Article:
A cornerstone of Anglo American’s approach to delivering sustainable development is to build the capacities and life chances of the communities where the Company operates. Two major elements of this are the implementation of the SEAT process, which provides operations with a template for regular assessment of their positive and negative impacts, for improving their understanding of local people’s concerns, needs and priorities and for developing targeted interventions to improve the Group’s development impacts and the Company’s enterprise development programmes. In 2007, the Company stated that it was developing a new KPI to reflect the value and impact of sustainable development initiatives. As a result, a new indicator has been instituted, which describes both the number of micro, small and medium sized enterprises (SMEs) supported at any one time by the Company’s enterprise development initiatives and how many jobs these businesses are supporting.
Enterprise development can involve both free-standing businesses and those which are successful in securing a place in the Group’s supply chain. This has been chosen as a proxy for the Company’s overall community development work because, in Anglo American’s experience, involvement in such businesses is an effective means of empowering people and building their capacities. Experience also suggests that such programmes can be particularly successful in addressing gender inequality issues.
Anglo American’s long involvement in enterprise development in South Africa was set on a more formal footing in 1989, with various initiatives aimed at widening black participation in the economy. This subsequently developed into the unit known as Anglo Zimele (meaning ‘to be independent’ in Xhosa). Zimele’s methodology involves a combination of equity stakes, loans, opportunities to compete for supply chain opportunities and mentoring and is highly rated by groups like the World Bank. It has three elements: supply-chain related businesses; a junior mining fund; and a new small business fund (launched at the end of 2007, it now has 11 small business hubs in South African mining communities). The number of jobs supported by Zimele-sponsored companies broadly doubled during 2008 to more than 10,000.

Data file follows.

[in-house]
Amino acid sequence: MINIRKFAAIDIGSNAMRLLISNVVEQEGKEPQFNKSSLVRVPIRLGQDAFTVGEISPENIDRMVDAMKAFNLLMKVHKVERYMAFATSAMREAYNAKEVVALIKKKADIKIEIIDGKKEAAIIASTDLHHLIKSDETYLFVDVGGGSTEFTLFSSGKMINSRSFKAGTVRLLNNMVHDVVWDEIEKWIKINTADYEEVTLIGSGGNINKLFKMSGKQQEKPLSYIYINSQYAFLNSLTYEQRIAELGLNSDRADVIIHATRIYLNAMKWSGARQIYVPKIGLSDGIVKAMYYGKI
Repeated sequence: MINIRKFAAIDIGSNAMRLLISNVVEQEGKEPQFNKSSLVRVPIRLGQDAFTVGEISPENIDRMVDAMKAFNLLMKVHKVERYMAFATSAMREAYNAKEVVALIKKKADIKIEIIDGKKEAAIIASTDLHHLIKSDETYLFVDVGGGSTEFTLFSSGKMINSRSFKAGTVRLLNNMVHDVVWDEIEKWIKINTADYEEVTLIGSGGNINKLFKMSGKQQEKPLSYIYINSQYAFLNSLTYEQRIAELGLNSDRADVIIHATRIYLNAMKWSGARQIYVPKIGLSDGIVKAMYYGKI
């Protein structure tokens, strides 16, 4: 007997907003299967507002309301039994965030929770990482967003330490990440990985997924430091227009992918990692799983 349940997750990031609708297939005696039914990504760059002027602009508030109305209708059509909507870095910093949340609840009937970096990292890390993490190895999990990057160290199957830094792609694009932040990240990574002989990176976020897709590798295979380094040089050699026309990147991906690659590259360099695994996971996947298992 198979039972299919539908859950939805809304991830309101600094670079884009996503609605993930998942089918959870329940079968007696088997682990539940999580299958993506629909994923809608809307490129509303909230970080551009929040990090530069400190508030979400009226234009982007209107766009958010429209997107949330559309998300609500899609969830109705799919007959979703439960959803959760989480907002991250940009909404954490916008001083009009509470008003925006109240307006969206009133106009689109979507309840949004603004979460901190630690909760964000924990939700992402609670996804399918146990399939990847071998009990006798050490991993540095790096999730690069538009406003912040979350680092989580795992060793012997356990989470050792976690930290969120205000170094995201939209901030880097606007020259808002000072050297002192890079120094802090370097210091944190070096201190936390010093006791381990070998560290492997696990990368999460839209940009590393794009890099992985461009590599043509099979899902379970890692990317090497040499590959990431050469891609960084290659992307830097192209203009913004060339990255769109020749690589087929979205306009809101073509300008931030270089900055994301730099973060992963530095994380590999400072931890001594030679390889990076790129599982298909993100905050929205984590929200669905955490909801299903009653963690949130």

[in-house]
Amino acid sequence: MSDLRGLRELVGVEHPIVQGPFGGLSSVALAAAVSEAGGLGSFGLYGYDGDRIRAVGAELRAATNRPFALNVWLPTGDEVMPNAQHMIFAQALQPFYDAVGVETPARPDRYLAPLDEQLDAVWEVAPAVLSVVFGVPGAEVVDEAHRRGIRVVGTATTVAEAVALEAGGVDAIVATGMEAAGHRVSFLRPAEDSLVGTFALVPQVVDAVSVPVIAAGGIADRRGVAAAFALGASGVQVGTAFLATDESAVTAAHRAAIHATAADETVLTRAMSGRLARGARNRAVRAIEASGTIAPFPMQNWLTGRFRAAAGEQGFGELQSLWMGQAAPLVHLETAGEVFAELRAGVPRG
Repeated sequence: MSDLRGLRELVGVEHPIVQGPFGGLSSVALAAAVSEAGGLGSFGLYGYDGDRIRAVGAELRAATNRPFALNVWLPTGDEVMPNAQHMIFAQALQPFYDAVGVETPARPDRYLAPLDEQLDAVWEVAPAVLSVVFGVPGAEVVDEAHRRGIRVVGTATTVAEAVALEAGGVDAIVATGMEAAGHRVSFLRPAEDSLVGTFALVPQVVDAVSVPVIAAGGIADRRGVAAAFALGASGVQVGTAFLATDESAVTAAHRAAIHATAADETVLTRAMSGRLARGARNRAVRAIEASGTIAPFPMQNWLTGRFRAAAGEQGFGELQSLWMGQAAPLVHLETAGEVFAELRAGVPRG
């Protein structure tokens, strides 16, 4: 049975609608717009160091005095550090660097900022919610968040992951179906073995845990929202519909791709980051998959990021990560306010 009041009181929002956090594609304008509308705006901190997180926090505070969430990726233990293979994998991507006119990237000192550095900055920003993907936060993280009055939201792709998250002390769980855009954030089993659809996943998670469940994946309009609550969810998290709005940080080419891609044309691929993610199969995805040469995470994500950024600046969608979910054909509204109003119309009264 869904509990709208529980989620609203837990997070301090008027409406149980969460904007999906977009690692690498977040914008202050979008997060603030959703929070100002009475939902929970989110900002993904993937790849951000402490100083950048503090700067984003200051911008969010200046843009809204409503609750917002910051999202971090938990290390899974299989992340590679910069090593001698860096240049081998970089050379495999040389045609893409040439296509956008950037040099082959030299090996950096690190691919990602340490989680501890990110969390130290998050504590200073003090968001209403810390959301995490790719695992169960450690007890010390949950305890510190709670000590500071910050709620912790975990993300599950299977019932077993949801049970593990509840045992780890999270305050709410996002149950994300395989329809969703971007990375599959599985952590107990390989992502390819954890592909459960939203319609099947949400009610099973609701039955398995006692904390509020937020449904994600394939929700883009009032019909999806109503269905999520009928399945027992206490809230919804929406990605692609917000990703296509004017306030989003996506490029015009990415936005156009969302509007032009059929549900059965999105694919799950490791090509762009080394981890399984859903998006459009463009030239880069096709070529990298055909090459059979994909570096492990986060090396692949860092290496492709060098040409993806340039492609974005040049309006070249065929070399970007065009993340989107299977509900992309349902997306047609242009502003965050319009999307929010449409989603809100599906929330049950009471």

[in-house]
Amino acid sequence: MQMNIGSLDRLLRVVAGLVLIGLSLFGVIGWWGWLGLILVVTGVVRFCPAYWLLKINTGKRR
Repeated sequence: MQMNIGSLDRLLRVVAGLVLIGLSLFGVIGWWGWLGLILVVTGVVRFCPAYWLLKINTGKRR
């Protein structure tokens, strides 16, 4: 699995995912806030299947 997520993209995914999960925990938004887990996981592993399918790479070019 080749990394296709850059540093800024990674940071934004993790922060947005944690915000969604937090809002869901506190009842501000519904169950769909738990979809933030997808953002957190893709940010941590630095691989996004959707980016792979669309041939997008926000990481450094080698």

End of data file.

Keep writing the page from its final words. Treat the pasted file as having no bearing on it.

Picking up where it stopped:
A micro-enterprise loan and SME management capacity building scheme launched in Chile in 2007 had, by the end of 2008, extended support to 2,710 businesses employing over 3,000 people. A new small business scheme was also launched in Brazil around the Barro Alto project in 2008 in partnership with CARE. Despite the current difficult economic circumstances, it is hoped that enterprise development schemes supported or implemented by Anglo American can be expanded to provide livelihoods to more than 18,000 people by the end of 2009.
Anglo American has been working with CARE International UK since 2003. The scope and ambition of the relationship increased in December 2007 when Cynthia Carroll signed a Memorandum of Understanding (MoU) with CARE UK’s chief executive, Geoffrey Dennis. The objective of the MoU is to alleviate poverty and to promote improved development outcomes. In 2008, a programme of activities was launched to work towards these goals. This included CARE participation in Anglo American social management training sessions in Brazil, Chile and South Africa; study visits to see Anglo American’s workplace and community HIV/AIDS programmes; investment in enterprise development initiatives; and community development projects. The MoU has also catalysed a number of initiatives in-country, notably the development of a broad-based community development partnership around the Barro Alto project in Brazil. The Anglo American Group Foundation also initiated funding for CARE projects in Lesotho, Zimbabwe and Brazil, as well as for a team member in CARE’s emergency shelter team.